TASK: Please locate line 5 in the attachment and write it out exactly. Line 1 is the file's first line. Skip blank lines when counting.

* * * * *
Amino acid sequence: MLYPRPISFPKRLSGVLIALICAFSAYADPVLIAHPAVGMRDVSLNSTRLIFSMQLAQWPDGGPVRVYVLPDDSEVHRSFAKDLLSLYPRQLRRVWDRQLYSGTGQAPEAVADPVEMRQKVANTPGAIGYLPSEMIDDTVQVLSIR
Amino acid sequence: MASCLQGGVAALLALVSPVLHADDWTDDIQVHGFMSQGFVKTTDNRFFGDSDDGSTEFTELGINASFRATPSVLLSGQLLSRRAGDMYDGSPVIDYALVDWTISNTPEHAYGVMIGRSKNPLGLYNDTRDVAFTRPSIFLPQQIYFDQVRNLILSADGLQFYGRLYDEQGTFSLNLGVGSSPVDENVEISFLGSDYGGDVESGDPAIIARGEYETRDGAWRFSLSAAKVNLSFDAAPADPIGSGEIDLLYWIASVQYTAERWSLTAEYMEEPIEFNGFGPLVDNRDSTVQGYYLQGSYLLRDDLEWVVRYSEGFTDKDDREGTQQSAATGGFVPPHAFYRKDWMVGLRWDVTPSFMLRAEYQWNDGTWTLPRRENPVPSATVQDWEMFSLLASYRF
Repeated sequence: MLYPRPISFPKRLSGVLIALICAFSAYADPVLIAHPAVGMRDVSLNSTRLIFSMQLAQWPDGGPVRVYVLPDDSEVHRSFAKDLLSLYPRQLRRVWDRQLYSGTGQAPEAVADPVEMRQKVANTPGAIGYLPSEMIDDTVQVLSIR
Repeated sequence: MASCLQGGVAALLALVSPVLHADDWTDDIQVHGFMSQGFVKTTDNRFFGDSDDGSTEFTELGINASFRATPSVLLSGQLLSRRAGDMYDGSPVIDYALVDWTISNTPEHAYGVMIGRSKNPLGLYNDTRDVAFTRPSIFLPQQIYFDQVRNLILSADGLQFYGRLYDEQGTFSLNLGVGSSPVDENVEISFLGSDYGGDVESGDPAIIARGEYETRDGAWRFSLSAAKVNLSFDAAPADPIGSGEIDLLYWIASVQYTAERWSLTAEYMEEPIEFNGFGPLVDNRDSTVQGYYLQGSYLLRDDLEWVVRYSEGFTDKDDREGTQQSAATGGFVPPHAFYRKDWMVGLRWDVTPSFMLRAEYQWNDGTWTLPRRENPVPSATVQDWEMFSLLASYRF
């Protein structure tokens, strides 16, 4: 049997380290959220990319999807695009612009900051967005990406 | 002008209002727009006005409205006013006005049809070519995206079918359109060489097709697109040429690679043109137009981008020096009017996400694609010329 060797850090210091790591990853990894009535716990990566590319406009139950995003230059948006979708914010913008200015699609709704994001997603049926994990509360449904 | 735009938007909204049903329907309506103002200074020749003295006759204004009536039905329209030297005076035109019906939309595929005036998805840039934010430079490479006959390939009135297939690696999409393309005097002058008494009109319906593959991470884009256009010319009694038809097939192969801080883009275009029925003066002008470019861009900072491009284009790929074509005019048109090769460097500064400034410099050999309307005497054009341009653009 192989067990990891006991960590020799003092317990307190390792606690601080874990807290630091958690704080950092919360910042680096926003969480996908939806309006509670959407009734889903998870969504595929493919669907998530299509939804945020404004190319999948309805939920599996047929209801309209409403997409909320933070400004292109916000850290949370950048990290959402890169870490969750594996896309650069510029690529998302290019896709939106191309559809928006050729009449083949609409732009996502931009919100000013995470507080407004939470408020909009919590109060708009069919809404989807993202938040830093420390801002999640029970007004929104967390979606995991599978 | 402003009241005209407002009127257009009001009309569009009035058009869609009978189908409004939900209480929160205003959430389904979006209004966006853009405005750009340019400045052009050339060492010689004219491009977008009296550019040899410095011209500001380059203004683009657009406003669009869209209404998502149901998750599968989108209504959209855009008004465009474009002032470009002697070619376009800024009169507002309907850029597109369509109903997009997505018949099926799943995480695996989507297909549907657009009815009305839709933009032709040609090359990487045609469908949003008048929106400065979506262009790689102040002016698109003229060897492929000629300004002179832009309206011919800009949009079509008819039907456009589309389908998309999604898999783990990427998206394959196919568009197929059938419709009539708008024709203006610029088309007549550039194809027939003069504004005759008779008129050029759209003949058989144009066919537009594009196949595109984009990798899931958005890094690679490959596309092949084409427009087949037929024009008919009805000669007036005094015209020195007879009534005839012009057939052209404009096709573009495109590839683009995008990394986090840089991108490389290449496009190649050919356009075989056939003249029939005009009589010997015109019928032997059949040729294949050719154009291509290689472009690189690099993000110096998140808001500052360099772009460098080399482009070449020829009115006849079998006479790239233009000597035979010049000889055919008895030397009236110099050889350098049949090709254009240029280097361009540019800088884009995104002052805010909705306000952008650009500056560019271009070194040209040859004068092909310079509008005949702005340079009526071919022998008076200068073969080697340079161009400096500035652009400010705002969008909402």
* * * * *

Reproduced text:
């Protein structure tokens, strides 16, 4: 049997380290959220990319999807695009612009900051967005990406 | 002008209002727009006005409205006013006005049809070519995206079918359109060489097709697109040429690679043109137009981008020096009017996400694609010329 060797850090210091790591990853990894009535716990990566590319406009139950995003230059948006979708914010913008200015699609709704994001997603049926994990509360449904 | 735009938007909204049903329907309506103002200074020749003295006759204004009536039905329209030297005076035109019906939309595929005036998805840039934010430079490479006959390939009135297939690696999409393309005097002058008494009109319906593959991470884009256009010319009694038809097939192969801080883009275009029925003066002008470019861009900072491009284009790929074509005019048109090769460097500064400034410099050999309307005497054009341009653009 192989067990990891006991960590020799003092317990307190390792606690601080874990807290630091958690704080950092919360910042680096926003969480996908939806309006509670959407009734889903998870969504595929493919669907998530299509939804945020404004190319999948309805939920599996047929209801309209409403997409909320933070400004292109916000850290949370950048990290959402890169870490969750594996896309650069510029690529998302290019896709939106191309559809928006050729009449083949609409732009996502931009919100000013995470507080407004939470408020909009919590109060708009069919809404989807993202938040830093420390801002999640029970007004929104967390979606995991599978 | 402003009241005209407002009127257009009001009309569009009035058009869609009978189908409004939900209480929160205003959430389904979006209004966006853009405005750009340019400045052009050339060492010689004219491009977008009296550019040899410095011209500001380059203004683009657009406003669009869209209404998502149901998750599968989108209504959209855009008004465009474009002032470009002697070619376009800024009169507002309907850029597109369509109903997009997505018949099926799943995480695996989507297909549907657009009815009305839709933009032709040609090359990487045609469908949003008048929106400065979506262009790689102040002016698109003229060897492929000629300004002179832009309206011919800009949009079509008819039907456009589309389908998309999604898999783990990427998206394959196919568009197929059938419709009539708008024709203006610029088309007549550039194809027939003069504004005759008779008129050029759209003949058989144009066919537009594009196949595109984009990798899931958005890094690679490959596309092949084409427009087949037929024009008919009805000669007036005094015209020195007879009534005839012009057939052209404009096709573009495109590839683009995008990394986090840089991108490389290449496009190649050919356009075989056939003249029939005009009589010997015109019928032997059949040729294949050719154009291509290689472009690189690099993000110096998140808001500052360099772009460098080399482009070449020829009115006849079998006479790239233009000597035979010049000889055919008895030397009236110099050889350098049949090709254009240029280097361009540019800088884009995104002052805010909705306000952008650009500056560019271009070194040209040859004068092909310079509008005949702005340079009526071919022998008076200068073969080697340079161009400096500035652009400010705002969008909402």